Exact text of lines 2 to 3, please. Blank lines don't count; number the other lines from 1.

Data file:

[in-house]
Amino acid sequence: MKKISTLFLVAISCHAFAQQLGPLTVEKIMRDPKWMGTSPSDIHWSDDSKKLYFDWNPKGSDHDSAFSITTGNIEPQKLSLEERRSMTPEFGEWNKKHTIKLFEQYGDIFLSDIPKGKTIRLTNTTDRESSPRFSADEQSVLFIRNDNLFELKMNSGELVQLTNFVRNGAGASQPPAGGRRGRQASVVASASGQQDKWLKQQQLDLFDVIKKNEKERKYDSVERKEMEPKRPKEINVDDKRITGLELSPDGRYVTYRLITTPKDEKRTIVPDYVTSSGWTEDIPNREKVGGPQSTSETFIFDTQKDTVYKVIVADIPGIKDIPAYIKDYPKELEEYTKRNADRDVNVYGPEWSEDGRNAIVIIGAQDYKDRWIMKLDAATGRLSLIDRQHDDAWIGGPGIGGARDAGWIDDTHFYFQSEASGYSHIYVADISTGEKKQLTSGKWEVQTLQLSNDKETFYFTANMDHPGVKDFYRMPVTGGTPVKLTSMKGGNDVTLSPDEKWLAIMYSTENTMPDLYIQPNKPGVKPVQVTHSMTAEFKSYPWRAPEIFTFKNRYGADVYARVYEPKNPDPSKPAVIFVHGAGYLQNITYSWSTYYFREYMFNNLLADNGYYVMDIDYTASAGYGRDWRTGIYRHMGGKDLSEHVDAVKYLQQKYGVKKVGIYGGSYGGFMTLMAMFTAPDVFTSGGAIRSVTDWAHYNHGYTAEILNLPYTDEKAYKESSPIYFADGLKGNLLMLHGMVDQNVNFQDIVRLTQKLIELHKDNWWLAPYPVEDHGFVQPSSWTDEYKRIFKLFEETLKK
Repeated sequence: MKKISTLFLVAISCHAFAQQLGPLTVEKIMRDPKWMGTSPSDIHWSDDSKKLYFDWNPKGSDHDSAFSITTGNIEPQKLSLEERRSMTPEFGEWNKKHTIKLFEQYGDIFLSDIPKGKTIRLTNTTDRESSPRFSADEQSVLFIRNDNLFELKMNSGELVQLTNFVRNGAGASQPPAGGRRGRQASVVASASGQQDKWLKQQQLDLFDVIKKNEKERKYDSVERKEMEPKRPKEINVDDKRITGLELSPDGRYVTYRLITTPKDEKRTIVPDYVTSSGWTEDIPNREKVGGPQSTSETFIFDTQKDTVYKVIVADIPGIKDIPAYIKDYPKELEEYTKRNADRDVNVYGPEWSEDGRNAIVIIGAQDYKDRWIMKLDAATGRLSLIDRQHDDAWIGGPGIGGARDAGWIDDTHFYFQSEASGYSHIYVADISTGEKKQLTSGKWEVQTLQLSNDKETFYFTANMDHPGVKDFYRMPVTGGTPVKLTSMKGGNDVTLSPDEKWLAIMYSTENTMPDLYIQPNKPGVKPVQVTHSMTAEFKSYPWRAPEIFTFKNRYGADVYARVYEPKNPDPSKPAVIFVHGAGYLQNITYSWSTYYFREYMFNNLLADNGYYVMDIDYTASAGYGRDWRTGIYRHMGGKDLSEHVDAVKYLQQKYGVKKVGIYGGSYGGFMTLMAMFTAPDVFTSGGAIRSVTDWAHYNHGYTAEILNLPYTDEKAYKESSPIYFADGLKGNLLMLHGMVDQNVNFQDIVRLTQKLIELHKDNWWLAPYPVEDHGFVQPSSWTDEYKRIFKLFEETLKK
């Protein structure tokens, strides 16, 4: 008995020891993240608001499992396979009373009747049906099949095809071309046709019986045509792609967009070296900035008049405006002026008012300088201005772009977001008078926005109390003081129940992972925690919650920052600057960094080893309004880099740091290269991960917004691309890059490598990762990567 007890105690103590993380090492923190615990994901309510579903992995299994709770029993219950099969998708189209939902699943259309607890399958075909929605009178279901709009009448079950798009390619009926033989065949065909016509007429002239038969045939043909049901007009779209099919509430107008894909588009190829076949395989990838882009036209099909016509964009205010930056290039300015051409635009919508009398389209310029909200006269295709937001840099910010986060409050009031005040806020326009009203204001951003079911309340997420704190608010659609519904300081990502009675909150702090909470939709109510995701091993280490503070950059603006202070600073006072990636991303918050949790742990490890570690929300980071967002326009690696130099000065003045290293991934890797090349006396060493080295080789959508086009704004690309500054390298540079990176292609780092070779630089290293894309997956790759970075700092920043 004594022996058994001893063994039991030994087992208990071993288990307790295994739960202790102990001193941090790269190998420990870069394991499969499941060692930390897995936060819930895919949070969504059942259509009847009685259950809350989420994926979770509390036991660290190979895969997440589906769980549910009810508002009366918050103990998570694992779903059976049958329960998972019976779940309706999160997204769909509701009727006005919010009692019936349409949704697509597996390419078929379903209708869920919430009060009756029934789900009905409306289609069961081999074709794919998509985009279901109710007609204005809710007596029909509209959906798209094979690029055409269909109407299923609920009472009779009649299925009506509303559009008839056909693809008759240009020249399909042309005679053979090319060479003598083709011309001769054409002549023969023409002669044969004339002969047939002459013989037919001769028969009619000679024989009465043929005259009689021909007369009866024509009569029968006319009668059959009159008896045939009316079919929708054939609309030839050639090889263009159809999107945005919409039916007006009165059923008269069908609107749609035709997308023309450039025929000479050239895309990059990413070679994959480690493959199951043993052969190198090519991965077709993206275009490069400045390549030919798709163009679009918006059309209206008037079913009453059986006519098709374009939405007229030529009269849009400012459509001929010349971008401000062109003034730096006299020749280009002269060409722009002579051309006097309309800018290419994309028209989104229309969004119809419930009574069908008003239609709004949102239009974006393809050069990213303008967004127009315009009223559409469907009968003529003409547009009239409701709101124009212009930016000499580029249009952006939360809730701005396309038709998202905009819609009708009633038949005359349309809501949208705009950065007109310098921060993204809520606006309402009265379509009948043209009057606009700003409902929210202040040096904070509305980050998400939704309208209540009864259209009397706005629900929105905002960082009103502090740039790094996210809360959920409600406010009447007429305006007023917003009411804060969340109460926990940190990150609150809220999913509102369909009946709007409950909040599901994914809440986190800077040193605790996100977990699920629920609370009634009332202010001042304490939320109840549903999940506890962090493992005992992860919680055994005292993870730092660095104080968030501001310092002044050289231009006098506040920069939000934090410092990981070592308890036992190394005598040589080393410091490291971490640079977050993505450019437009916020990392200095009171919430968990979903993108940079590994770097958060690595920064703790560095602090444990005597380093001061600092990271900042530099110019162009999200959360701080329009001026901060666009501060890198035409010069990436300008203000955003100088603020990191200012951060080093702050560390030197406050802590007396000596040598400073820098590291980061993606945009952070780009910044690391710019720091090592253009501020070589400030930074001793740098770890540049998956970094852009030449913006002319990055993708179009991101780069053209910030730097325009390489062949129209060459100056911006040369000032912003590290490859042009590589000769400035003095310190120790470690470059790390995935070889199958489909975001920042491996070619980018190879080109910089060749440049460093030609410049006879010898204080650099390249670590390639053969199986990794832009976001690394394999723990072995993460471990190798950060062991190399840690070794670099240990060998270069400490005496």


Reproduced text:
Amino acid sequence: MKKISTLFLVAISCHAFAQQLGPLTVEKIMRDPKWMGTSPSDIHWSDDSKKLYFDWNPKGSDHDSAFSITTGNIEPQKLSLEERRSMTPEFGEWNKKHTIKLFEQYGDIFLSDIPKGKTIRLTNTTDRESSPRFSADEQSVLFIRNDNLFELKMNSGELVQLTNFVRNGAGASQPPAGGRRGRQASVVASASGQQDKWLKQQQLDLFDVIKKNEKERKYDSVERKEMEPKRPKEINVDDKRITGLELSPDGRYVTYRLITTPKDEKRTIVPDYVTSSGWTEDIPNREKVGGPQSTSETFIFDTQKDTVYKVIVADIPGIKDIPAYIKDYPKELEEYTKRNADRDVNVYGPEWSEDGRNAIVIIGAQDYKDRWIMKLDAATGRLSLIDRQHDDAWIGGPGIGGARDAGWIDDTHFYFQSEASGYSHIYVADISTGEKKQLTSGKWEVQTLQLSNDKETFYFTANMDHPGVKDFYRMPVTGGTPVKLTSMKGGNDVTLSPDEKWLAIMYSTENTMPDLYIQPNKPGVKPVQVTHSMTAEFKSYPWRAPEIFTFKNRYGADVYARVYEPKNPDPSKPAVIFVHGAGYLQNITYSWSTYYFREYMFNNLLADNGYYVMDIDYTASAGYGRDWRTGIYRHMGGKDLSEHVDAVKYLQQKYGVKKVGIYGGSYGGFMTLMAMFTAPDVFTSGGAIRSVTDWAHYNHGYTAEILNLPYTDEKAYKESSPIYFADGLKGNLLMLHGMVDQNVNFQDIVRLTQKLIELHKDNWWLAPYPVEDHGFVQPSSWTDEYKRIFKLFEETLKK
Repeated sequence: MKKISTLFLVAISCHAFAQQLGPLTVEKIMRDPKWMGTSPSDIHWSDDSKKLYFDWNPKGSDHDSAFSITTGNIEPQKLSLEERRSMTPEFGEWNKKHTIKLFEQYGDIFLSDIPKGKTIRLTNTTDRESSPRFSADEQSVLFIRNDNLFELKMNSGELVQLTNFVRNGAGASQPPAGGRRGRQASVVASASGQQDKWLKQQQLDLFDVIKKNEKERKYDSVERKEMEPKRPKEINVDDKRITGLELSPDGRYVTYRLITTPKDEKRTIVPDYVTSSGWTEDIPNREKVGGPQSTSETFIFDTQKDTVYKVIVADIPGIKDIPAYIKDYPKELEEYTKRNADRDVNVYGPEWSEDGRNAIVIIGAQDYKDRWIMKLDAATGRLSLIDRQHDDAWIGGPGIGGARDAGWIDDTHFYFQSEASGYSHIYVADISTGEKKQLTSGKWEVQTLQLSNDKETFYFTANMDHPGVKDFYRMPVTGGTPVKLTSMKGGNDVTLSPDEKWLAIMYSTENTMPDLYIQPNKPGVKPVQVTHSMTAEFKSYPWRAPEIFTFKNRYGADVYARVYEPKNPDPSKPAVIFVHGAGYLQNITYSWSTYYFREYMFNNLLADNGYYVMDIDYTASAGYGRDWRTGIYRHMGGKDLSEHVDAVKYLQQKYGVKKVGIYGGSYGGFMTLMAMFTAPDVFTSGGAIRSVTDWAHYNHGYTAEILNLPYTDEKAYKESSPIYFADGLKGNLLMLHGMVDQNVNFQDIVRLTQKLIELHKDNWWLAPYPVEDHGFVQPSSWTDEYKRIFKLFEETLKK